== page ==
bookdealer


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Related to bookdealer: Book dealer
ThesaurusAntonymsRelated WordsSynonymsLegend:
Noun1.bookdealer - a dealer in booksbookdealer - a dealer in books; a merchant who sells books
merchandiser, merchant - a businessperson engaged in retail trade
References in periodicals archive ?
Bonhams spokeswoman Charlotte Wood said: "It was bought by a bookdealer on behalf of a private client and it will be staying in the UK."
The book is expected to fetch pounds 2000 at London auctioneers Bonhams' two-day sale of Yorkshire bookdealer Tony Hattersley's collection.
From there, I spoke to the assistant vice president in Books and Manuscripts at Sotheby's and found that it had gone to a London bookdealer, Bernard Quaritch, who, presumably, bought it for a client.
They indeed do not solve the mystery of the Beinecke Library's celebrated manuscript, named after the Lithuanian-born bookdealer Wilfrid Voynich, who claimed to have found it in a monastic collection in Italy in 1912.
AB Bookman was last published in 1999, but Arizona bookdealer, Rick Russell, has now licensed the name and logo for Internet use and is ready to re-launch the magazine online.
(3) The program began in 1995 when Professor Kent Emery of the University of Notre Dame (a world-renowned specialist in the Carthusian order) brought to the library's attention a precious Carthusian manuscript in the catalogue of a German antiquarian bookdealer. The Newberry challenged Professor Emery to help with the financial burden.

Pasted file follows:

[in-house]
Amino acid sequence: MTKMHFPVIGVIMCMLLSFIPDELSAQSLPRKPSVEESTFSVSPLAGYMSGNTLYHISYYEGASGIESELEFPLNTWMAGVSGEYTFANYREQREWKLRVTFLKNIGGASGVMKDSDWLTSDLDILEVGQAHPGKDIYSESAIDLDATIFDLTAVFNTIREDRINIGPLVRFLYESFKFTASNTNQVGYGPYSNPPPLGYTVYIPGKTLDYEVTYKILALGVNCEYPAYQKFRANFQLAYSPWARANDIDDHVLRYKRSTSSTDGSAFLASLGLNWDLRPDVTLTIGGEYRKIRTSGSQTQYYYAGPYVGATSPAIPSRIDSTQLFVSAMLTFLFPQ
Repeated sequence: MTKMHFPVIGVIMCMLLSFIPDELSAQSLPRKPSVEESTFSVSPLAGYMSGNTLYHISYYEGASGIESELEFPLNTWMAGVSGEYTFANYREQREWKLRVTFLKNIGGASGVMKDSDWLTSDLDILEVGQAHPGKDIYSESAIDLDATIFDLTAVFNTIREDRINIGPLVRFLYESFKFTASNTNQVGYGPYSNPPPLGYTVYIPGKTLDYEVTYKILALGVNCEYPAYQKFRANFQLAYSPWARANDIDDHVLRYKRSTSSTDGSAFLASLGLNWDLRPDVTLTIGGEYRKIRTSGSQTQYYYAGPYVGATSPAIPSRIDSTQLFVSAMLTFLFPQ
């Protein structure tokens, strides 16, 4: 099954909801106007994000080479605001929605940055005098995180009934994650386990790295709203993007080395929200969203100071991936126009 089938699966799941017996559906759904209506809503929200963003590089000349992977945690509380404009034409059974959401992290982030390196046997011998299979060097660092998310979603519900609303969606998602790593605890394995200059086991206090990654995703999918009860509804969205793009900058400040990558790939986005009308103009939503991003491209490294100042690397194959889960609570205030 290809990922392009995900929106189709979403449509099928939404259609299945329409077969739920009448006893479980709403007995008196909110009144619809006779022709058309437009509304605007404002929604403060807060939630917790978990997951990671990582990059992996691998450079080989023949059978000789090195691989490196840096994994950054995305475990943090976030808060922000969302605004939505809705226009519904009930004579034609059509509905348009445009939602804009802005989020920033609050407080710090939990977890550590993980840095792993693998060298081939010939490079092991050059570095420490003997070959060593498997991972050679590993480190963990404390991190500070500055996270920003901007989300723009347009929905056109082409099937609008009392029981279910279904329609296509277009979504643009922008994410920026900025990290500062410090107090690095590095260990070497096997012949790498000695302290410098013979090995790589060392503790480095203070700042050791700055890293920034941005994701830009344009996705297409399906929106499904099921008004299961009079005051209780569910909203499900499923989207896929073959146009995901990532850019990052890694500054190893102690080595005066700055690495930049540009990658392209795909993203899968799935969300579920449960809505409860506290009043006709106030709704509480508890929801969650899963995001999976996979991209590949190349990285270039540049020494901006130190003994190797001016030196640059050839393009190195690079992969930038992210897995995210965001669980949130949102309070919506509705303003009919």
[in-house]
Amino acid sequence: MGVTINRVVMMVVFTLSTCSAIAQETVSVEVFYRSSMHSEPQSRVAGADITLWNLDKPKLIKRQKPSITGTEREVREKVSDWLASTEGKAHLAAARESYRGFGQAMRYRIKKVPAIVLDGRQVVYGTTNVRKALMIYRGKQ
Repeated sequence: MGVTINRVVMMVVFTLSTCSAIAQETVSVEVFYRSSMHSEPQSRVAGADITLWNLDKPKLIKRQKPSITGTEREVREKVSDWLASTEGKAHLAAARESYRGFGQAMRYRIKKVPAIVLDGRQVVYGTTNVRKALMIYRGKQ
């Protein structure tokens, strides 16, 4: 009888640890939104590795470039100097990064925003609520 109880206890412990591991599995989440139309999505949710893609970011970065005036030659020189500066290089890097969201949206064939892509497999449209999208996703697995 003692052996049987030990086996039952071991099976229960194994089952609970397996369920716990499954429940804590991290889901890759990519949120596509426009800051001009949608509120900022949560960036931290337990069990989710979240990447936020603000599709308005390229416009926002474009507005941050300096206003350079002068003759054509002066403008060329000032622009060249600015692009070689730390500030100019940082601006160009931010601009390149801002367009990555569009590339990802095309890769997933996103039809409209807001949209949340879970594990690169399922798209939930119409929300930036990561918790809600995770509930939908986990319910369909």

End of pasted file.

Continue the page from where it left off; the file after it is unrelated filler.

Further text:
In the ghetto, in a passageway that led to Gesia Street, stood a former employee of the famous bookdealer of Warsaw, Fayvel Rosen.
Bookdealer Harrold, 35, denies murdering his wife and conspiring to murder her.
Some 340 of these letters survive, the correspondence beginning in 1904 and ending just days before Bent's death.(10) Deaf and nearly blind from a bout of rheumatic fever that had ended his formal education before he completed high school, Hyde pieced together a living as a bookdealer and a researcher.
Following news reports that Amazon.com gives preferential treatment to reviews of books whose publishers pay for the privilege, the online bookdealer now says it will disclose when it promotes books backed by advertising dollars, effective March 1.
Noble Romans obtained most of their books through their social connections rather than from booksellers: as Starr says, `the booktrade was merely an ancillary system of circulation beside the private channels that probably supplied the vast majority of literary texts'.(12) The author who wanted critical advice would usually have his work read to a small circle of friends; `publication' normally meant giving the book to its dedicatee with permission to copy, then to other friends, and perhaps depositing a copy with a library or bookdealer. And so in most cases the published book would make its way copy by copy, from friend to friend, out into the world.
There, Scaliger and Constantin had another close friend in the publisher and bookdealer Antoine Vincent, who obtained a privilege to publish in early September 1560 (Constantin himself got the rights seven months later to an annotated edition of this and other works of Scaliger).